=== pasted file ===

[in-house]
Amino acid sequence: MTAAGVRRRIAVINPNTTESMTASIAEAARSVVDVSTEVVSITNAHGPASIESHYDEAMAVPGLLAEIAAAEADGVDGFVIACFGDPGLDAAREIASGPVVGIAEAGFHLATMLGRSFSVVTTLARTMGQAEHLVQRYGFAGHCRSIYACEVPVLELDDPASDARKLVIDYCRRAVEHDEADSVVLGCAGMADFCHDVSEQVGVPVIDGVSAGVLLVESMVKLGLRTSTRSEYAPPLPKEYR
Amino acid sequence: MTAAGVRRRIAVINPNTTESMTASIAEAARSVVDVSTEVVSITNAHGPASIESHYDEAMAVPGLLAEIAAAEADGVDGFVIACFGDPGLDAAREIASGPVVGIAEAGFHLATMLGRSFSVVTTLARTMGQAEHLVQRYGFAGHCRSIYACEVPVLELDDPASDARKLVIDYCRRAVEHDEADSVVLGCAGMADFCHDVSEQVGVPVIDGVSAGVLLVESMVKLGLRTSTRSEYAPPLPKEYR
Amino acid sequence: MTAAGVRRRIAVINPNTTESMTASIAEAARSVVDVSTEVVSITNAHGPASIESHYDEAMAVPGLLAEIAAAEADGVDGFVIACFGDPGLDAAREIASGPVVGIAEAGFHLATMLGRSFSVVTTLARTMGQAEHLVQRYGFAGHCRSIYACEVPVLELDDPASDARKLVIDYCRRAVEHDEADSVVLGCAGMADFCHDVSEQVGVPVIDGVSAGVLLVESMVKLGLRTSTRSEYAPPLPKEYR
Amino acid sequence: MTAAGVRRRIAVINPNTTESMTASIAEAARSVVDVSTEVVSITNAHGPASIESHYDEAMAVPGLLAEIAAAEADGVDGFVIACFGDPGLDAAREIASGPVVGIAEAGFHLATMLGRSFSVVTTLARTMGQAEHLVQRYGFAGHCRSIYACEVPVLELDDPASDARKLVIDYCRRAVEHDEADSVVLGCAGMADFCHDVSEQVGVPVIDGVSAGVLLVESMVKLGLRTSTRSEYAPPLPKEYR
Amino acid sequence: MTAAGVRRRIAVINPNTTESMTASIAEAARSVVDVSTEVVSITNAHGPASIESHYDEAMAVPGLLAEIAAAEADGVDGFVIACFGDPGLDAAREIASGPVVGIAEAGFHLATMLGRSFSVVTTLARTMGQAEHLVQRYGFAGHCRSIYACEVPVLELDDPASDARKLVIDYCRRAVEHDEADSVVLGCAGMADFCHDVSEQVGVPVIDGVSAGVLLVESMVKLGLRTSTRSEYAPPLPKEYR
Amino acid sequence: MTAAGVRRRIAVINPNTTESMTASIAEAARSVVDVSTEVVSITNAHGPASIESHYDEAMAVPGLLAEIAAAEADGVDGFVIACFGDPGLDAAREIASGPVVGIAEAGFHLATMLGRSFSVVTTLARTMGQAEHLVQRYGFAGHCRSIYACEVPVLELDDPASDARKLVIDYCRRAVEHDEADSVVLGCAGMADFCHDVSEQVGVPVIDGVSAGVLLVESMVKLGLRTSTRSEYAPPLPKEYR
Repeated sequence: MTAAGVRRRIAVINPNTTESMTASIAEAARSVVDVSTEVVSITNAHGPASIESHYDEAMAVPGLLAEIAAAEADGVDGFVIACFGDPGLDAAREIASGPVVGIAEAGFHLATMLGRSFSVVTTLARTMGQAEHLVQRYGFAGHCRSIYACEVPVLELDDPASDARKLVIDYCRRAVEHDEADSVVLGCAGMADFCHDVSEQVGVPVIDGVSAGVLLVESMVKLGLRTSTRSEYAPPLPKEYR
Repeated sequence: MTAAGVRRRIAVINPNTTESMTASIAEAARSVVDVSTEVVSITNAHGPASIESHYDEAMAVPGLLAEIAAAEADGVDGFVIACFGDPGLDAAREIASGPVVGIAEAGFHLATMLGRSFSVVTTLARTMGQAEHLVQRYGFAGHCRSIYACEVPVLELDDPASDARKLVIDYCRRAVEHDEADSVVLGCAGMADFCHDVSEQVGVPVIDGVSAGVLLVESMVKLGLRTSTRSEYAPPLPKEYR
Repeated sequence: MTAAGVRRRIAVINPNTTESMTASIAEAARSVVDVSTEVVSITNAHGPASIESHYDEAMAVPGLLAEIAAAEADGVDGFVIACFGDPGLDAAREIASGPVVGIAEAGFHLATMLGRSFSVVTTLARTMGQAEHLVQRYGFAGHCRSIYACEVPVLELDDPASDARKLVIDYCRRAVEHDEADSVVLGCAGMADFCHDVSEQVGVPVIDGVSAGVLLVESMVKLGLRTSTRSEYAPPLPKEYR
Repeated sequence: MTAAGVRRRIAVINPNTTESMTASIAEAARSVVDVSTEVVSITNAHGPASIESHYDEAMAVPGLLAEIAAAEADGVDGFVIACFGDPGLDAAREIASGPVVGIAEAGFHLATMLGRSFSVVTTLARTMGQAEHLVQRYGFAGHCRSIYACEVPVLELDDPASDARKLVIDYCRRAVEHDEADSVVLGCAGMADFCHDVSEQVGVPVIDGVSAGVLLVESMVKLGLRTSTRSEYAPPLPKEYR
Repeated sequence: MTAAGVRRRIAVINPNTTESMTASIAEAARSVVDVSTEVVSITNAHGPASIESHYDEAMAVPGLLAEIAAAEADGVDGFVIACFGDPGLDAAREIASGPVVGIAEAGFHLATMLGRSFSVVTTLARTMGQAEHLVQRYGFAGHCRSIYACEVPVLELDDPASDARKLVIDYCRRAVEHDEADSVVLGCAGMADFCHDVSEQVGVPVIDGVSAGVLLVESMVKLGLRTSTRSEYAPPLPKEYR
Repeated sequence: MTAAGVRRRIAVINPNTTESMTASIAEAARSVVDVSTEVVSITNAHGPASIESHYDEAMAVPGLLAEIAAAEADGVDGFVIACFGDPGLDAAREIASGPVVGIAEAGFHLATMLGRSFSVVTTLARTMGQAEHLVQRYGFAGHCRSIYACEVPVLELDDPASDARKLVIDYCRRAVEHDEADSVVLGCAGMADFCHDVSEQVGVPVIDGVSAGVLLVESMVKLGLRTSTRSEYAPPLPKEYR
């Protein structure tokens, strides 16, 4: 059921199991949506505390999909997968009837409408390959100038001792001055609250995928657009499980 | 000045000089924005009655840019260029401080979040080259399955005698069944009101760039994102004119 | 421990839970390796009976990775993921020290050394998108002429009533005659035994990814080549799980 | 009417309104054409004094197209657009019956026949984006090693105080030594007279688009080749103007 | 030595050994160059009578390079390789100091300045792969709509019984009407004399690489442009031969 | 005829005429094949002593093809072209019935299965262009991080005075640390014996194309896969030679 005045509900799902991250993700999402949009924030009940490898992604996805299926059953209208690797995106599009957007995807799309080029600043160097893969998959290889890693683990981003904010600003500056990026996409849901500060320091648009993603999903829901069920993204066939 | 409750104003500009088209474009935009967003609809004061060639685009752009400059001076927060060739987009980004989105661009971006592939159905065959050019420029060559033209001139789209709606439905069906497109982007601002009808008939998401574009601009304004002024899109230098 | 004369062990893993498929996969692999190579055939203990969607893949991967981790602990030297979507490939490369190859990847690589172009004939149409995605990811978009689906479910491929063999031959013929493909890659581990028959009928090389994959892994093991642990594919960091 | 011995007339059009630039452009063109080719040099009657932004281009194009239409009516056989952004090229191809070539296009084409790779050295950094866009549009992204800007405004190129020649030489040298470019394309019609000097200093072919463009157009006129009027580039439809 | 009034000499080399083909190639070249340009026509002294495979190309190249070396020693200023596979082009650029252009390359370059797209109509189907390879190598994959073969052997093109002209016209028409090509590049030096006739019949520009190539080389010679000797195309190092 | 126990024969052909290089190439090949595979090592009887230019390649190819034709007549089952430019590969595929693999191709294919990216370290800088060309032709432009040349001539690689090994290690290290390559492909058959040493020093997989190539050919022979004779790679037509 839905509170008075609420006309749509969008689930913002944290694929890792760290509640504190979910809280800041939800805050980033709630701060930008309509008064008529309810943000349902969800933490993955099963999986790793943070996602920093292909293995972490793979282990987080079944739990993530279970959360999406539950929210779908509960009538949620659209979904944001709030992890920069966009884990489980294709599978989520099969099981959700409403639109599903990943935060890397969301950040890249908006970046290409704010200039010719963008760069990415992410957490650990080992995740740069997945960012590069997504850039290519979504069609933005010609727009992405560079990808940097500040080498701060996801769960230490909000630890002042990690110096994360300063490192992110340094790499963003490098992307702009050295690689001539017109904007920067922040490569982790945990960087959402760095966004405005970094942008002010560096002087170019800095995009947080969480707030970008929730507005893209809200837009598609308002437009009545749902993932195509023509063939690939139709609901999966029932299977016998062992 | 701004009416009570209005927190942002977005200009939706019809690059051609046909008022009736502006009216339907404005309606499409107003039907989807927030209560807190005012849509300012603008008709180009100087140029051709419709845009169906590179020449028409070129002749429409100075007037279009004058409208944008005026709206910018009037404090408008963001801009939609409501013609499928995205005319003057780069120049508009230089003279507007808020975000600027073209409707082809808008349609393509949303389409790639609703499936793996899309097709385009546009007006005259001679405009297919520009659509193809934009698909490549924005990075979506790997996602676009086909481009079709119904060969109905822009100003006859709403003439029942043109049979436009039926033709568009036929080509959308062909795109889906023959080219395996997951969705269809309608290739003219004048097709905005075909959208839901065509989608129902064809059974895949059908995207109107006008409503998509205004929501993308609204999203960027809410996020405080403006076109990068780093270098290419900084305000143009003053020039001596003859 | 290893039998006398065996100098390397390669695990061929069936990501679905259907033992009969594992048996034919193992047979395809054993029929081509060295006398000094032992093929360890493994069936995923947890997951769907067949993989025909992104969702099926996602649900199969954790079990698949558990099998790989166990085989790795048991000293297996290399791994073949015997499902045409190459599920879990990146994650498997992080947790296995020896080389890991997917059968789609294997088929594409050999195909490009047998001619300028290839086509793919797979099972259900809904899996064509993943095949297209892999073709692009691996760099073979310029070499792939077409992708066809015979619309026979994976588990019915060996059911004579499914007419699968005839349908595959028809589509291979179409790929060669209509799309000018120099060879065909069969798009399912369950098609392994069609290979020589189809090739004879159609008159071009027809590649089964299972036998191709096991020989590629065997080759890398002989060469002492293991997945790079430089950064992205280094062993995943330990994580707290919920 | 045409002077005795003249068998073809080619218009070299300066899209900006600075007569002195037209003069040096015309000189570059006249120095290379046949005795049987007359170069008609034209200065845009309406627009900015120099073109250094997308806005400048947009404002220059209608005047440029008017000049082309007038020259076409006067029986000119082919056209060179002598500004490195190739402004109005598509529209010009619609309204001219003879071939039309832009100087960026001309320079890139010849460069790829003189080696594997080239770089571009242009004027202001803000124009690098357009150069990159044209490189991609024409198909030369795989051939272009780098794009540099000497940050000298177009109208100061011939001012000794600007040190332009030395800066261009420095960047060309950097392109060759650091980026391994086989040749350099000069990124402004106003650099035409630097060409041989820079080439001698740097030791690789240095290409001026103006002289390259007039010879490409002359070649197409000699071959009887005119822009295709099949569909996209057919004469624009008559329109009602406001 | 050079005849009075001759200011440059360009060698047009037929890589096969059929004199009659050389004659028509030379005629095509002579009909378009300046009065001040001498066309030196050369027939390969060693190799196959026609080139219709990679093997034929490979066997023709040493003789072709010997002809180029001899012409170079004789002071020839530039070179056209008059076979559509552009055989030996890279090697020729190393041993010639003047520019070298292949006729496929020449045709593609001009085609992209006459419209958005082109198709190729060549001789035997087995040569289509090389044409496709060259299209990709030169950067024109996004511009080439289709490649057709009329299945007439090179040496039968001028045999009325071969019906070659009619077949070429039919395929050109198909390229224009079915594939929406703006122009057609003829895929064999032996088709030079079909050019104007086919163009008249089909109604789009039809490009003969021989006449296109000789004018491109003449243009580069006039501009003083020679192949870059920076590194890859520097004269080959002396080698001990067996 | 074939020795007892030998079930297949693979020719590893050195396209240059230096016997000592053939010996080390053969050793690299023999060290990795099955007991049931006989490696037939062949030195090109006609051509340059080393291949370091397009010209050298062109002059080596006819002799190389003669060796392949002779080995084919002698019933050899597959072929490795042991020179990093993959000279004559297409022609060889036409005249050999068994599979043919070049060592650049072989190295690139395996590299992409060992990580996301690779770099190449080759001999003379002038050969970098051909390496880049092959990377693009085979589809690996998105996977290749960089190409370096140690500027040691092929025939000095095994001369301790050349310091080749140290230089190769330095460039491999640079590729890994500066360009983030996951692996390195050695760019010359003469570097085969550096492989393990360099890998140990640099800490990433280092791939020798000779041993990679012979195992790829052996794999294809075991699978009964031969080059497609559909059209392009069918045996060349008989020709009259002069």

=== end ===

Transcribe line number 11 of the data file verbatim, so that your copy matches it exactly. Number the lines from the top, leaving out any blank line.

Repeated sequence: MTAAGVRRRIAVINPNTTESMTASIAEAARSVVDVSTEVVSITNAHGPASIESHYDEAMAVPGLLAEIAAAEADGVDGFVIACFGDPGLDAAREIASGPVVGIAEAGFHLATMLGRSFSVVTTLARTMGQAEHLVQRYGFAGHCRSIYACEVPVLELDDPASDARKLVIDYCRRAVEHDEADSVVLGCAGMADFCHDVSEQVGVPVIDGVSAGVLLVESMVKLGLRTSTRSEYAPPLPKEYR